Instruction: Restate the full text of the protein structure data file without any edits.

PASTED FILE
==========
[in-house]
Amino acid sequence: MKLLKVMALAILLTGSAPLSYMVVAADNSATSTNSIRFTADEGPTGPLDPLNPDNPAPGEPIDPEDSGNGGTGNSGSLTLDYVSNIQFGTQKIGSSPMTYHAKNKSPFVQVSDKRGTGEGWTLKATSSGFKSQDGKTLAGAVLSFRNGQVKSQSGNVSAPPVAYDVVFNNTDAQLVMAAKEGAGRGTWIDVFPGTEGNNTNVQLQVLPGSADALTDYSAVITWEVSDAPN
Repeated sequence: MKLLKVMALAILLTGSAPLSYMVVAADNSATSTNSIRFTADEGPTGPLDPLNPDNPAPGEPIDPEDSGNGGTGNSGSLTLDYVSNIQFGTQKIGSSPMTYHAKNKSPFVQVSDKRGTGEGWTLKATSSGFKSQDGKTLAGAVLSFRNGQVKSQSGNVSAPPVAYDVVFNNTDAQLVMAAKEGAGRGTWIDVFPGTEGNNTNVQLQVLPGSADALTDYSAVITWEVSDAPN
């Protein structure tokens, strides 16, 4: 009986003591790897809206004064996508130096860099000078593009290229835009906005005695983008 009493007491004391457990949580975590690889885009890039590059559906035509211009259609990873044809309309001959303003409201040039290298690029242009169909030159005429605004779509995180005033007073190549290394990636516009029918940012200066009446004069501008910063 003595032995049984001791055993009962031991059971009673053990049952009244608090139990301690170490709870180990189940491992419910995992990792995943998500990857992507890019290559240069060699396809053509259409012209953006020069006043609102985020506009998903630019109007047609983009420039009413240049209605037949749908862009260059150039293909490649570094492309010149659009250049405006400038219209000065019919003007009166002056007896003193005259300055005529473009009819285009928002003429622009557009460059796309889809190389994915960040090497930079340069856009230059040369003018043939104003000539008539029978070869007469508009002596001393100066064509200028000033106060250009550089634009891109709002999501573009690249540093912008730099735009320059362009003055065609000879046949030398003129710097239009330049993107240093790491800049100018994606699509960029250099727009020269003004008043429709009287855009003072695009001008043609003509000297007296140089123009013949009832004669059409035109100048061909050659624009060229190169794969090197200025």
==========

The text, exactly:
[in-house]
Amino acid sequence: MKLLKVMALAILLTGSAPLSYMVVAADNSATSTNSIRFTADEGPTGPLDPLNPDNPAPGEPIDPEDSGNGGTGNSGSLTLDYVSNIQFGTQKIGSSPMTYHAKNKSPFVQVSDKRGTGEGWTLKATSSGFKSQDGKTLAGAVLSFRNGQVKSQSGNVSAPPVAYDVVFNNTDAQLVMAAKEGAGRGTWIDVFPGTEGNNTNVQLQVLPGSADALTDYSAVITWEVSDAPN
Repeated sequence: MKLLKVMALAILLTGSAPLSYMVVAADNSATSTNSIRFTADEGPTGPLDPLNPDNPAPGEPIDPEDSGNGGTGNSGSLTLDYVSNIQFGTQKIGSSPMTYHAKNKSPFVQVSDKRGTGEGWTLKATSSGFKSQDGKTLAGAVLSFRNGQVKSQSGNVSAPPVAYDVVFNNTDAQLVMAAKEGAGRGTWIDVFPGTEGNNTNVQLQVLPGSADALTDYSAVITWEVSDAPN
């Protein structure tokens, strides 16, 4: 009986003591790897809206004064996508130096860099000078593009290229835009906005005695983008 009493007491004391457990949580975590690889885009890039590059559906035509211009259609990873044809309309001959303003409201040039290298690029242009169909030159005429605004779509995180005033007073190549290394990636516009029918940012200066009446004069501008910063 003595032995049984001791055993009962031991059971009673053990049952009244608090139990301690170490709870180990189940491992419910995992990792995943998500990857992507890019290559240069060699396809053509259409012209953006020069006043609102985020506009998903630019109007047609983009420039009413240049209605037949749908862009260059150039293909490649570094492309010149659009250049405006400038219209000065019919003007009166002056007896003193005259300055005529473009009819285009928002003429622009557009460059796309889809190389994915960040090497930079340069856009230059040369003018043939104003000539008539029978070869007469508009002596001393100066064509200028000033106060250009550089634009891109709002999501573009690249540093912008730099735009320059362009003055065609000879046949030398003129710097239009330049993107240093790491800049100018994606699509960029250099727009020269003004008043429709009287855009003072695009001008043609003509000297007296140089123009013949009832004669059409035109100048061909050659624009060229190169794969090197200025």